1. Accept what is true from what is being shared by your partner on the surface.
      In this example:  You did arrive home later than what is typical.  You did not call or text to let your partner know that you’d be arriving home later than usual.  Let everything else in the surface content go.  When your partner is upset, they may say things that are “pain talk”, that is, expressions of upset and not what they really mean.  It can be unpleasant and hurtful to hear pain talk, but if you can identify the parts of the pain talk that are not true for you, you can let them go:  You are not selfish.  You long for balance and mutuality, so it is not all about you all the time.
    2. Accept what is true from what is being shared by your partner at a deeper level.
      This deeper level includes how they are feeling now and what is important to them.  In this example, you’re probably guessing that they are very upset and angry.  A reasonable guess is that respect, to be considered, and to matter are important to them.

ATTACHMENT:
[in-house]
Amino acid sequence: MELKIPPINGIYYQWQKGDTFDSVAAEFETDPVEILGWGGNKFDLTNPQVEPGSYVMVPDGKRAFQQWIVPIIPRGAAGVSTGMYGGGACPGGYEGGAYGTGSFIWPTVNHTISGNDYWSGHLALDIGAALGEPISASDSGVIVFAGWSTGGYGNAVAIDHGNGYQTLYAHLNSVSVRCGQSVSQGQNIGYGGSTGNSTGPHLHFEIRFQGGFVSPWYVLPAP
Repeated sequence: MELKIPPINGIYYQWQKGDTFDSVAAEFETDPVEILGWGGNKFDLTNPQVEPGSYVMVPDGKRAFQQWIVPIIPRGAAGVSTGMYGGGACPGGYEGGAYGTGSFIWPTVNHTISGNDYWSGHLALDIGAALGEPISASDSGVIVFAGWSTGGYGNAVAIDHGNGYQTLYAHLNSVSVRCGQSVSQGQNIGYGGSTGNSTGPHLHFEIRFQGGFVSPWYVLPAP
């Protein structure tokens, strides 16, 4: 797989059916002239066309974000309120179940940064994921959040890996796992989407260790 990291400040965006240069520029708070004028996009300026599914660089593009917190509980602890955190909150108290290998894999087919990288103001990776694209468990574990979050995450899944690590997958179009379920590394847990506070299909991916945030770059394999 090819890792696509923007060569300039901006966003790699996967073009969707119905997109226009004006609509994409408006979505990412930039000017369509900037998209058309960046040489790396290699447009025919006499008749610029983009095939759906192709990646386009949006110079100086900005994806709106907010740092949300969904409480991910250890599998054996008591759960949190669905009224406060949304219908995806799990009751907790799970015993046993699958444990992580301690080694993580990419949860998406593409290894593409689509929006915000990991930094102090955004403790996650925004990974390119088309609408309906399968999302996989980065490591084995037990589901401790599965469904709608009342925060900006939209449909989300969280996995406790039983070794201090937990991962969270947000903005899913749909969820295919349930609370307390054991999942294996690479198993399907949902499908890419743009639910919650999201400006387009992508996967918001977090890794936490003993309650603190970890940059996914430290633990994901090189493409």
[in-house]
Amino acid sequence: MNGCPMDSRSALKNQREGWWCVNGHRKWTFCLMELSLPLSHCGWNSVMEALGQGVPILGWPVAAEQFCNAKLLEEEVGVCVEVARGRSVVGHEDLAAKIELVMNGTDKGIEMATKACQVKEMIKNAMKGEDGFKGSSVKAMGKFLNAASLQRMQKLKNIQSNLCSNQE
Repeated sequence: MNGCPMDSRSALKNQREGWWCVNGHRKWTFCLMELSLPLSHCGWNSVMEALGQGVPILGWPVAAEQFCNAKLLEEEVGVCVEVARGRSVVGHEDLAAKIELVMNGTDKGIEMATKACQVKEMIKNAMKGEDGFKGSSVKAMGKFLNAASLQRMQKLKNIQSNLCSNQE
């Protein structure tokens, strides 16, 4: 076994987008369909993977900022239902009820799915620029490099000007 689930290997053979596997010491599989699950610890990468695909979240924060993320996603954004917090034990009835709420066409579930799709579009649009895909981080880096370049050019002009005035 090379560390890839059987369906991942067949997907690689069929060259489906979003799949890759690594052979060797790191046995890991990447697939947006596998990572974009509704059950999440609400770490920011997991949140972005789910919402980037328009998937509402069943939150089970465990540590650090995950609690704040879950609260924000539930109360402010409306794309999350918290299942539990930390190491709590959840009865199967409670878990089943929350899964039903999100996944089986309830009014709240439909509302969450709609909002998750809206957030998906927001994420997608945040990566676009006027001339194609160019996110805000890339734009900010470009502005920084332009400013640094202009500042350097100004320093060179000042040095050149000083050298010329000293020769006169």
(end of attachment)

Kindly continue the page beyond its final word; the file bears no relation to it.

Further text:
3. If possible, pause to savor what it feels like to let go of criticism of your partner and to think about what might be most important to them.
  5. Choose how to respond.  Connect to your choice again.  Factor in what is most important to you and what you guess is most important to your partner.  The main categories of options are:
    1. Offer compassion to your partner
    2. Offer compassion to yourself
    3. Offer a proposal

Through the protective boundary process steps above, you have connected to your choice either to continue to engage or to ask to pause, you have soothed yourself, you have more clarity about what is important to you, and you have invested in what might be most important to your partner.  As important, you have let go any of what your partner shared that is either “pain talk” or that is not true for you (e.g., exaggerations such as “always” or “never”, and judgments such as “You are selfish”).  Often, at this stage of the process, you may feel more ease associated with greater clarity and more options.  Part of the outcome may include clarity about what to do next.

In this example, if you felt up for it, a reasonable approach may be to offer your partner compassion such as:

“Honey, I hear you.  I think I get it.  Would you be willing to listen to me for a minute, really listen to me carefully, so I can share with you an understanding of what I did to contribute to what’s happening fo us now?”
If they say “yes”, then continuing on with something like: